Five things we've learnt at Exoscale

Every start-up has its own story of what has worked and what they’ve learnt.

At Exoscale, our story is shaped by who we are, where we are and what we’re building. Here are five of the things that we’ve learnt along the way.

1. ChatOps isn’t only for Slack

We’ve been doing ChatOps almost from day one. While many ChatOps teams use Slack or HipChat, for us it’s all about IRC.

On our private IRC server we have two main ChatOps channels:

  • #dev
  • #ops

In #dev Hubot monitors our primary GitHub repos. Whenever there’s a commit, a pull request or a merge we get a notification in #dev.

In #ops, the bots notify us of any pager alerts such as a network latency alert from Riemann. This channel is also where we make things happen, as #ops ties into our Jenkins environment. Want to deploy the master branch of the customer management system to production? Send the right message in #ops and wait for the confirmation.

ChatOps means that we can run Exoscale from wherever we have a working IRC client. Whether it’s a smartphone in an airport terminal or a laptop in one of the Exoscale offices, our way of working has location flexibility built right in. It also demystifies the development and ops processes: everyone can see what’s happening at any moment with a quick glance into the appropriate IRC channel.

That’s also helped us with building a distributed company: our tools and methods were already set up ready to welcome team members located outside our HQ.

2. Open source first

Exoscale is rooted in open source. Between us we’ve committed code to and been participants in the communities around many projects, including Cloudstack, Cassandra, OpenBSD, Debian, Clojure, Ubuntu, Docker, Python and Django, among others.

So, naturally we’ve built Exoscale using open source infrastructure. Less common is that we use exclusively the open source versions of each project. That means our selection criteria include:

  • No strong ties to one vendor: we can’t afford to commit to a project and then have the vendor cripple future releases in favour of licensing revenue.
  • True open source, not open core: similarly, the project should be a genuine community effort rather than a version that has reduced features and mostly exists to advertise a proprietary enterprise version.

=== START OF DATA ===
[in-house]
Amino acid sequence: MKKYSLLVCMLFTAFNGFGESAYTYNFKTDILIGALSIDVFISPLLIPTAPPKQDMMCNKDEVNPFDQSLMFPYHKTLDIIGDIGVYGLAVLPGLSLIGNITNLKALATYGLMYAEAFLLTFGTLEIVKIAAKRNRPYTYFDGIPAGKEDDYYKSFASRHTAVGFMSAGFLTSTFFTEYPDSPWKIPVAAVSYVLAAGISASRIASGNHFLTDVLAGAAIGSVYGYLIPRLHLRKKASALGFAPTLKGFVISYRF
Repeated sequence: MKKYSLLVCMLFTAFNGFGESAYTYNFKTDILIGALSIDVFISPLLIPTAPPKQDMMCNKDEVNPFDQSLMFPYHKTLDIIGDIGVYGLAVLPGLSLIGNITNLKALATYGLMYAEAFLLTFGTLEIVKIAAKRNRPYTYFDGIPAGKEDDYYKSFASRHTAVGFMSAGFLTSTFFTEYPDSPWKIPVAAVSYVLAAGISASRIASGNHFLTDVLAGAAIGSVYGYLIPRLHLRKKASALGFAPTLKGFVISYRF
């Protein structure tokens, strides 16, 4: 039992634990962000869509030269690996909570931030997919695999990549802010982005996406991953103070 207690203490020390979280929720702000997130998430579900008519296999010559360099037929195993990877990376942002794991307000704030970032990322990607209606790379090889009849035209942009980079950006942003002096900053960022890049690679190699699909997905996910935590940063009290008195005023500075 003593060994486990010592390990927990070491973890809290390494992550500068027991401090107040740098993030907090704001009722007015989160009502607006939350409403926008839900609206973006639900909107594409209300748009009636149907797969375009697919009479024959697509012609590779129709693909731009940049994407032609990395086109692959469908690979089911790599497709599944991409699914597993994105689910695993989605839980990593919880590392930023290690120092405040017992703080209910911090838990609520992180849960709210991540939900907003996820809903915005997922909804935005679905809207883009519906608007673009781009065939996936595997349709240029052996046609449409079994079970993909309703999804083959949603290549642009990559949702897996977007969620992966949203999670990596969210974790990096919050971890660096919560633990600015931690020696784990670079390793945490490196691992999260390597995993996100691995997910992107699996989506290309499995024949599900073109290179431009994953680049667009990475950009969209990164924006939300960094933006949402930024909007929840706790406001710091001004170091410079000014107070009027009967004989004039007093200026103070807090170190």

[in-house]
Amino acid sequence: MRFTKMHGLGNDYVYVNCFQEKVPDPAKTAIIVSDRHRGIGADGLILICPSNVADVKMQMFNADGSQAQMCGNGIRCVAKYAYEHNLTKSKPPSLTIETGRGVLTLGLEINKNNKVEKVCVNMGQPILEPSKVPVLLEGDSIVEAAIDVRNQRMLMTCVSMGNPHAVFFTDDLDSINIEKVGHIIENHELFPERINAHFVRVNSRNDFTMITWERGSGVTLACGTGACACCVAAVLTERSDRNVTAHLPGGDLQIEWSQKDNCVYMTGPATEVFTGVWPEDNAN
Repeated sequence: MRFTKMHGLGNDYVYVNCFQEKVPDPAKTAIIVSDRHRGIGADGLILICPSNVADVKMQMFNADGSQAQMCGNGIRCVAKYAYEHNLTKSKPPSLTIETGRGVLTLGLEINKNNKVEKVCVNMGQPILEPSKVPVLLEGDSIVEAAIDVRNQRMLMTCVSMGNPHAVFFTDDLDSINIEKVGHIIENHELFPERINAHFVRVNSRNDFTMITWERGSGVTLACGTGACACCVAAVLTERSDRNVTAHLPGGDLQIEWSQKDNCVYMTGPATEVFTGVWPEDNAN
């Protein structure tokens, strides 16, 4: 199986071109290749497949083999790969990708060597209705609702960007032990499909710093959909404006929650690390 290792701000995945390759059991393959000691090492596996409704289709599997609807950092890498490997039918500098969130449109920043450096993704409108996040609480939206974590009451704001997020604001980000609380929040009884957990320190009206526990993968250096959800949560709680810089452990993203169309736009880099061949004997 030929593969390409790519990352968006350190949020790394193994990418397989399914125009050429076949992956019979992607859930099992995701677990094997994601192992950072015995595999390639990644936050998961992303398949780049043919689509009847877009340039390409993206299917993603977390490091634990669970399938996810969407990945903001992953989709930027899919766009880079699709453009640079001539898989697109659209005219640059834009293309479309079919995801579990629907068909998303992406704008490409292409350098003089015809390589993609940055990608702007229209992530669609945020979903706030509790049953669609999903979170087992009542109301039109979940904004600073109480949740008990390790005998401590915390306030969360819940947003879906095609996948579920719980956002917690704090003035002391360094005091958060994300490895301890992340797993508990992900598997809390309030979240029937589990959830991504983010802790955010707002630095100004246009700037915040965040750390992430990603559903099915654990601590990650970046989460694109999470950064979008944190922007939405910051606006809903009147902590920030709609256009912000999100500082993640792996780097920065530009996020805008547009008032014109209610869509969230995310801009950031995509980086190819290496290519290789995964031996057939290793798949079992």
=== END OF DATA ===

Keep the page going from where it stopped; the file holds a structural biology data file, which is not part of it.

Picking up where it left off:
Not only are we lean, but we keep the flexibility to make changes and we’re not dependent on the competing motivations of a group of software vendors.

This has worked in giving us a solid, low-cost, architectural foundation for our business.

3. Build for competitive advantage

So we bring in a lot of open source software and contribute back to those projects. We also build our own software and tooling where that will give us a competitive advantage.

As a public cloud provider, there are many ways we can set Exoscale apart from other providers. Some are business decisions; others depend on the code that’s underlying the service. Early on we decided that, where there was a chance for differentiation, we would build our own systems rather than buying off the shelf. Our customer management system was one of the first things to come out of this decision: rather than buy an off-the-shelf system we built our own and that allows us to be very agile when changing things or introducing new products.

That mixes in cool ways with our use of open source infrastructure, too. For example, we use Cloudstack extensively but we’ve replaced a number of modules where we wanted to do something different.

4. Self-service doesn’t mean ignoring customers

Self-service is a key part of our offering. You can sign-up for Exoscale, deploy and manage your virtual machines, create and use object storage, spin machines down and so on without ever having to speak to someone from Exoscale.

Too often, cloud services have taken self-service to mean they can ignore or charge customers when they need help.

At Exoscale we’ve made excellent customer support a foundational part of what we do.

We’ve made it easy for people to raise support tickets and our engineering team works on a rotation where they each take a turn answering tickets. That way, we give our customers fast accurate replies and each of us gets an insight into customer pain points and use cases.

The result is that we have remarkably low churn rates: when people choose Exoscale, they stay with us.

5. Being Swiss makes a difference

Start-up culture is often seen as overwhelmingly that of Silicon Valley. For us, our own local culture has been a great influence on the company we’ve built. Mostly, we see the influence of Swiss culture in what we do but we’re an international team and so we have French, German, Italian and British influences too.

Being Swiss means that ours is a privacy-oriented offering, following on from Swiss privacy laws and culture. It also means that the way we make decisions is influenced by Switzerland’s direct democracy; while we have strong leadership, we also give room for everyone to have their say.

Aside from the specifics of how our culture affects Exoscale, the wider lesson we’ve learned is that start-ups should embrace what their own culture brings rather than always trying to recreate Silicon Valley elsewhere.

Always more to learn

Of course, every start-up is different. These are some of the things that have worked for us. What’s most exciting is that there’ll always be more lessons to learn as we continue to build our business.